Sorry if anyone's beat me to this, I find it hard to keep up with such a busy list...

: is used to denote a symbol.  The idea of a symbol has a rather broad interpretation, but I think that technically any identifier you make in a program -- a variable name or function name, for instance -- is a symbol.

Lisp languages have symbols in a similar sense that Ruby does, and they are usually used in much the same capacity as variable names -- they get evaluated into any binding they currently have to a function or piece of data.  However, if quoted with a single quote (like 'this) they are left unevaulated and treated as the symbols themselves.

Lisp symbols don't have to start with :, but certain uses of them where they have semantic significance use that convention, which might be where Ruby borrows the syntax from.  For example, a common idiom in Common Lisp is the associative list, where elements are alternated with symbols that must start with : and elements can be referenced by the :-symbol right before them.  So you might have a list like (:a 1 :b 2 :c 3) called mylist, and (getf mylist :b) will return the 2.  Similarly, :-symbols are used a lot in argument lists for many Common Lisp functions, to denote values meant to be passed to named parameters (aka keyword parameters).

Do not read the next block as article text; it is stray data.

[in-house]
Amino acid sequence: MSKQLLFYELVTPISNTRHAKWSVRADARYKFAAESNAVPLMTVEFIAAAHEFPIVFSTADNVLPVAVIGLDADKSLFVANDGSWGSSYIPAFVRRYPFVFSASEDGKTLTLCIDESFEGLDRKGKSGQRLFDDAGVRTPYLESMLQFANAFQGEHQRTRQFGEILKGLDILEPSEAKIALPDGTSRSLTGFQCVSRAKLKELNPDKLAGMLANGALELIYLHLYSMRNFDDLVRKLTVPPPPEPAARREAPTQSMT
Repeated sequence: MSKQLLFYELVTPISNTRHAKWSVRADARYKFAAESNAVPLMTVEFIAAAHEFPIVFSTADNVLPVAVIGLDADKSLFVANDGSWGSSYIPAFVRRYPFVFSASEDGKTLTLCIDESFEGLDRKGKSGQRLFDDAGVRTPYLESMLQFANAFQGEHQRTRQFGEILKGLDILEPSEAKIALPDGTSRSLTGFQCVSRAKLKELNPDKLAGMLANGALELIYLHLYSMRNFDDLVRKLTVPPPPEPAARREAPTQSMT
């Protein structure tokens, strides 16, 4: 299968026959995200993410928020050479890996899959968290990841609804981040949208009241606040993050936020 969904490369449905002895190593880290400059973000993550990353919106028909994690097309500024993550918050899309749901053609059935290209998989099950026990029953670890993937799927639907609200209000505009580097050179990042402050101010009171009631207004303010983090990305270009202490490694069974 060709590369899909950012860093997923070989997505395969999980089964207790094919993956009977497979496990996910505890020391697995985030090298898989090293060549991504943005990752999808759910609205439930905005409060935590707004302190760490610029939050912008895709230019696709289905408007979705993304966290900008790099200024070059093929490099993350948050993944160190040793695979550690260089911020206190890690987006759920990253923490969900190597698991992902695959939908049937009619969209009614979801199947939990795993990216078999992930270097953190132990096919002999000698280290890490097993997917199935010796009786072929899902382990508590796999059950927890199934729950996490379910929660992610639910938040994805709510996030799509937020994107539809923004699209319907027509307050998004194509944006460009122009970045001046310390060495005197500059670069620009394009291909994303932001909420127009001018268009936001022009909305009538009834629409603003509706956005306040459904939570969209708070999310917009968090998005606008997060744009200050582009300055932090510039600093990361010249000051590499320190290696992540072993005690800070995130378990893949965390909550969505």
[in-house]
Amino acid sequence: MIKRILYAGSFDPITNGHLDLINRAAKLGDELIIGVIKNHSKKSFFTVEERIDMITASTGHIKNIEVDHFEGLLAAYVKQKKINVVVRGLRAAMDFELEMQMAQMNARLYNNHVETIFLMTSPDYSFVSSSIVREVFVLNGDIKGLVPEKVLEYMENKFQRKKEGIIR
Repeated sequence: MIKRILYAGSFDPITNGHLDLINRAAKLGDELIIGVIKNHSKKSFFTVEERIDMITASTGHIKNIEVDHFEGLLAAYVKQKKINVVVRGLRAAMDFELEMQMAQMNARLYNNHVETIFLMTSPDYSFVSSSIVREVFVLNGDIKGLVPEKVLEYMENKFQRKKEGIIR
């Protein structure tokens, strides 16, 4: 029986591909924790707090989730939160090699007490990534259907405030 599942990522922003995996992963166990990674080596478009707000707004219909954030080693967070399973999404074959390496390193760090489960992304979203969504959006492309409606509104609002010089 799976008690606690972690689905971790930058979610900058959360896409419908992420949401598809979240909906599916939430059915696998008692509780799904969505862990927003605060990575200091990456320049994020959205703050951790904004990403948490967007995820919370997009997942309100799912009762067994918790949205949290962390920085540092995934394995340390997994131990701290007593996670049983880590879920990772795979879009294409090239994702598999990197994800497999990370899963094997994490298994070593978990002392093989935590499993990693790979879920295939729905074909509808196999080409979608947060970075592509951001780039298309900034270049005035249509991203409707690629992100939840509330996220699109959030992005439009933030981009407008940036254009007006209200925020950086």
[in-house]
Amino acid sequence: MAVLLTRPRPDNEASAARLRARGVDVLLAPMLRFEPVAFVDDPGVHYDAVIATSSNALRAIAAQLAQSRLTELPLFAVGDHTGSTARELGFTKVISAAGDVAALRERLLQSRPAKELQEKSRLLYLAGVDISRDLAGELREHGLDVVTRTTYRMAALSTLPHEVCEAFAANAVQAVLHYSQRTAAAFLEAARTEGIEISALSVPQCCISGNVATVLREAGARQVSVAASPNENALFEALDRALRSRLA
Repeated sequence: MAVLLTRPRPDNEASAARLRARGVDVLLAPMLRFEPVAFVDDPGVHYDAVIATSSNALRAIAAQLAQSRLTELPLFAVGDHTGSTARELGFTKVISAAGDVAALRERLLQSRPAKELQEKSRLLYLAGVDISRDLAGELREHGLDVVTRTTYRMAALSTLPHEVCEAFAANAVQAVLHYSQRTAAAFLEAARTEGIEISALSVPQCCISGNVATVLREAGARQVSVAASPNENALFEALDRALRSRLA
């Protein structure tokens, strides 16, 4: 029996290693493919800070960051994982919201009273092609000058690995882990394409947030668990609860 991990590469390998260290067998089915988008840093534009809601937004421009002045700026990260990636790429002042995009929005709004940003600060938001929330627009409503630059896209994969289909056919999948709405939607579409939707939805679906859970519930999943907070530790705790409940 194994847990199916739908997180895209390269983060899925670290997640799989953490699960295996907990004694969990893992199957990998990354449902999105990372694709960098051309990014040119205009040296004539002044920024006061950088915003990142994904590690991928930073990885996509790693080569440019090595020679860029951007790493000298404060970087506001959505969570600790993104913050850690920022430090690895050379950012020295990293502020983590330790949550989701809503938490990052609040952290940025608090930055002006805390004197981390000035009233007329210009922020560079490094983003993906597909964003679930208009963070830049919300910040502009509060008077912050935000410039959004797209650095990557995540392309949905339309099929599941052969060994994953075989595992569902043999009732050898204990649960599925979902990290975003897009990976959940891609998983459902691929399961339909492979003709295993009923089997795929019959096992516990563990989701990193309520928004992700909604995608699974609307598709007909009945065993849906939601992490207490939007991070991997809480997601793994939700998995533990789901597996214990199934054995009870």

I think there's also something like it in Smalltalk but I'm not sure.

So basically, a symbol is this little constant singleton identifier thing, that you can use to mean whatever ;)

--ch--

 -------------- Original message ----------------------
From: "Matt Todd" <chiology / gmail.com>
> A simple way to describe it may be to look at it as a singleton object
> in that, every unique symbol is a different object, but all of the
> same symbols are the same object.
> 
> For instance...
> 
> x = Foo.new('bar')
> y = Foo.new('bar')
> z = Foo.new('baz')
> 
> Both x and y will be the same object, but different references. But z
> will be different because its value is different. The only way I can
> think of reproducing this in any other language is to create this
> weird version of a Singleton class. Should we call it a
> Unique-Singleton pattern?
> 
> M.T.
>